Dear Tech, Let's Talk
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It was great having the opportunity to hear Michelle Peluso's, SVP, Digital Sales and Chief Marketing Officer at IBM, conversation with Ryan Carlson, CMO, Okta, during Oktane 19. Michelle was previously the CEO of Travelocity and Gilt, and the CMO at Citi.
The discussion started with IBM's “Dear Tech, Let’s Talk” commercial.
Carlson: How did the campaign come together?
Peluso: IBM has 108 years as a high tech company. While the products have changed many times over the past century, IBM's core values have not changed. Trust and responsibility, what we should expect from technology are critical to the IBM brand. When you launch a brand campaign, you think about the conversation happening in society. When you’re lucky, you’re able to intersect that conversation in a positive way. Is technology working for all of us or just a few of us? Is it my data or your data? Is AI a force for good or creating job dislocation and all sorts of other challenges? How do we prepare the next generation of workers for a world that will be massively transformed? It felt like the right time to discuss what we should expect from technology.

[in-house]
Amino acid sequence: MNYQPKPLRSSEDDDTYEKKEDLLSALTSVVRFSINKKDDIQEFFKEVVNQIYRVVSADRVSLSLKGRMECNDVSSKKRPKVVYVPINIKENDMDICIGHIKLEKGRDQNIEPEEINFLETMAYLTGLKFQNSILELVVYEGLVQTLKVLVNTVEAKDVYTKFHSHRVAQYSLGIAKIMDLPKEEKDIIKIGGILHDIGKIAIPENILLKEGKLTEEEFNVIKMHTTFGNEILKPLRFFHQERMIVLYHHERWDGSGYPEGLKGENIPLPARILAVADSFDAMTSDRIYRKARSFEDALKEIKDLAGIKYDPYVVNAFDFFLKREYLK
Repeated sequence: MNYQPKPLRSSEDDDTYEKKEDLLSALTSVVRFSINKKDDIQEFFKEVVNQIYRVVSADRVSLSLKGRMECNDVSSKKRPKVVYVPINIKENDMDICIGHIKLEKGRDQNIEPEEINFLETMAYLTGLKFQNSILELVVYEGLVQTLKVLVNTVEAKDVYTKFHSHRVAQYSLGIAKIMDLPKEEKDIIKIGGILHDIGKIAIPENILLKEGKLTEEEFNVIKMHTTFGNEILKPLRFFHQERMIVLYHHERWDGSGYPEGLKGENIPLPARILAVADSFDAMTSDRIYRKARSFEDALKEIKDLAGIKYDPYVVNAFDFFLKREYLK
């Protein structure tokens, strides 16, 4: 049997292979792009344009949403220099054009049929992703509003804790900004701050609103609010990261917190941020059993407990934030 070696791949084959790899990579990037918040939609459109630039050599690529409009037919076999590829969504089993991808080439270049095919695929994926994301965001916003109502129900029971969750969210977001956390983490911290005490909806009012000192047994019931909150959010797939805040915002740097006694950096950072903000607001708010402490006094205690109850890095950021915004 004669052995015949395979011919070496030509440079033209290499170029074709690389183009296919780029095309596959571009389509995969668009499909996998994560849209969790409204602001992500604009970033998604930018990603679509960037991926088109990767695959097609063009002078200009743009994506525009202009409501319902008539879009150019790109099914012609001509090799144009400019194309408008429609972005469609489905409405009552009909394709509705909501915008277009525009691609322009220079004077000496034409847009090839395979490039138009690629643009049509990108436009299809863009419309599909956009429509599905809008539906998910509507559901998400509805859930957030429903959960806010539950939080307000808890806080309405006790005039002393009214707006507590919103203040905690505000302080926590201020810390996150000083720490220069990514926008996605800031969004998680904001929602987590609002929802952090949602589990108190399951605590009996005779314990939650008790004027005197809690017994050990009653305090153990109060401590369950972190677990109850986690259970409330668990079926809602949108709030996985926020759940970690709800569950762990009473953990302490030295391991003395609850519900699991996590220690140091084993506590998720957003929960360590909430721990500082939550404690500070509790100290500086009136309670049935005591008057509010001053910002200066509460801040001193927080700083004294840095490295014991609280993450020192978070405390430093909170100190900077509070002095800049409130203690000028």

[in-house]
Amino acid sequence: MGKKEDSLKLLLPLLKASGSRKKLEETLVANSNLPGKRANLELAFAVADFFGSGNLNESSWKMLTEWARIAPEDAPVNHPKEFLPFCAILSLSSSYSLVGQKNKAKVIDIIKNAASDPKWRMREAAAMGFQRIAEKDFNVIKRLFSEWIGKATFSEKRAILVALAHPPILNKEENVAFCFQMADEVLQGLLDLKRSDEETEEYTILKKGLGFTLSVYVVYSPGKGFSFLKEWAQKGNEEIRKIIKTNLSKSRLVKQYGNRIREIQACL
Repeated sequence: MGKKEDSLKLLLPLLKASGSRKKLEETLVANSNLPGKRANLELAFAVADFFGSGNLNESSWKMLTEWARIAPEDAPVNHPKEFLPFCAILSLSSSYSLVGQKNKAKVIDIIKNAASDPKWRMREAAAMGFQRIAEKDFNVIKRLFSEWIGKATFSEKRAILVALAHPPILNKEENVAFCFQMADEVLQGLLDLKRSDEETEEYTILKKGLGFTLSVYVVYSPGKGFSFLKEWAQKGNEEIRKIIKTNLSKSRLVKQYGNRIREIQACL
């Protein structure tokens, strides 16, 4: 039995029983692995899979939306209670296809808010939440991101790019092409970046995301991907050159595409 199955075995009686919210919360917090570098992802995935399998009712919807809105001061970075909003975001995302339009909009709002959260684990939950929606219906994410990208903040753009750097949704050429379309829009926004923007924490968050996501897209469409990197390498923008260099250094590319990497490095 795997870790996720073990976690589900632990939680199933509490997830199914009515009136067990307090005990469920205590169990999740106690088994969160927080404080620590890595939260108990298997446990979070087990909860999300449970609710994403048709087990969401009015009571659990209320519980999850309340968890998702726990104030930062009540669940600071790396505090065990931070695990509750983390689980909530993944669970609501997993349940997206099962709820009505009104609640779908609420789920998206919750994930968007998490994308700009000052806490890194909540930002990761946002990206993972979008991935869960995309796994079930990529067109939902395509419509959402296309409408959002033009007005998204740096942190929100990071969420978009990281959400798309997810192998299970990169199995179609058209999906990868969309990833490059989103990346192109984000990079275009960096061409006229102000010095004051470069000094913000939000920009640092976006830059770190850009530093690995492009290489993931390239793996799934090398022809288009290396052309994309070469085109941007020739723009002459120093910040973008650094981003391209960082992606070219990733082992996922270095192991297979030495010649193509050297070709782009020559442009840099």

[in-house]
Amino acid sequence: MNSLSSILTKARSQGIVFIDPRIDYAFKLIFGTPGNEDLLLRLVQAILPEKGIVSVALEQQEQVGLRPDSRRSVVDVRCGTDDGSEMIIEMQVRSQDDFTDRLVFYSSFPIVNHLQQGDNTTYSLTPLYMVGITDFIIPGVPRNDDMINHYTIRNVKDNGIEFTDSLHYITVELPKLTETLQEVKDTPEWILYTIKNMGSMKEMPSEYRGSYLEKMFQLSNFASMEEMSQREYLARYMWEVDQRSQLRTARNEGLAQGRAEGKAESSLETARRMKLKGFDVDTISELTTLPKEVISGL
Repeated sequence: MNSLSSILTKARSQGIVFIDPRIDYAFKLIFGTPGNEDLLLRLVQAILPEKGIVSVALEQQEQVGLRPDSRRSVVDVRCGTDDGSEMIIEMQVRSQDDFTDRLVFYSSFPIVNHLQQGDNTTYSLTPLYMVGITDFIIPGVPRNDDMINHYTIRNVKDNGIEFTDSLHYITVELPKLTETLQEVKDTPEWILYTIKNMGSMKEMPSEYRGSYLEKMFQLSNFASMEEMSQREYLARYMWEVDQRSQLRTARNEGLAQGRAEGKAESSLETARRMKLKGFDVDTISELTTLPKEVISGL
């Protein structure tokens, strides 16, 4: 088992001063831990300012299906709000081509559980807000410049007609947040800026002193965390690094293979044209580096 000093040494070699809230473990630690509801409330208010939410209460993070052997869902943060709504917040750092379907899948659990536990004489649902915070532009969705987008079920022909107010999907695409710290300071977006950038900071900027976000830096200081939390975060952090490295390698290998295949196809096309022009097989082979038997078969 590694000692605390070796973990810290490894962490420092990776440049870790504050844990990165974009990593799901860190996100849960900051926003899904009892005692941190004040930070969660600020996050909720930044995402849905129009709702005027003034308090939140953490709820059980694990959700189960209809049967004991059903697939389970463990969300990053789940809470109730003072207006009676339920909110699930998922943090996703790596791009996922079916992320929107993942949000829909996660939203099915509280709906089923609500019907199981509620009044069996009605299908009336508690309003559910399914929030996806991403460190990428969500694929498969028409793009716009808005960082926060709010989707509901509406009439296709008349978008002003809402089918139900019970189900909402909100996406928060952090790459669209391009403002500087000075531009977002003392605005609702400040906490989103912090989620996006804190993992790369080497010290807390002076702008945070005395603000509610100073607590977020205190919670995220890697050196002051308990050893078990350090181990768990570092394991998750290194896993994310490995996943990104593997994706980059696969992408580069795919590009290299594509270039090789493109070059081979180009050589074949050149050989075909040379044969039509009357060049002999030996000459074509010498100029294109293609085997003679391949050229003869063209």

Carlson: How does IBM think about the brand?
Peluso: There are three constants for IBM: 1) Be at the forefront of the most progressive technology. We invest more in research, have more patents than almost anyone. The ability to differentiate between what is hype and what is going to make a difference. 2) Industry expertise – we have hundreds of thousands of consultants with industry experience. Think about how to apply new technology in a particular industry context. 3) The idea of trust and responsibility – How do you usher in new technology? How do you prepare society and the next generation of workers? What are inclusion and diversity and what do they mean? And, of course, security.
The IBM brand is always an inclusion of those three ideas.
Carlson: How are brand and culture linked at IBM?
Peluso: There is something fundamental about an IBMer. We are incessantly curious about what’s coming next. The company values have been around far longer than any employee: 1) Issue of inclusion and diversity – it was a hot topic today and in the 1930s. IBM has been involved in promoting dreamers, transgender rights, and bathroom rights for a long time. IBMers are stewards of what those before them promoted.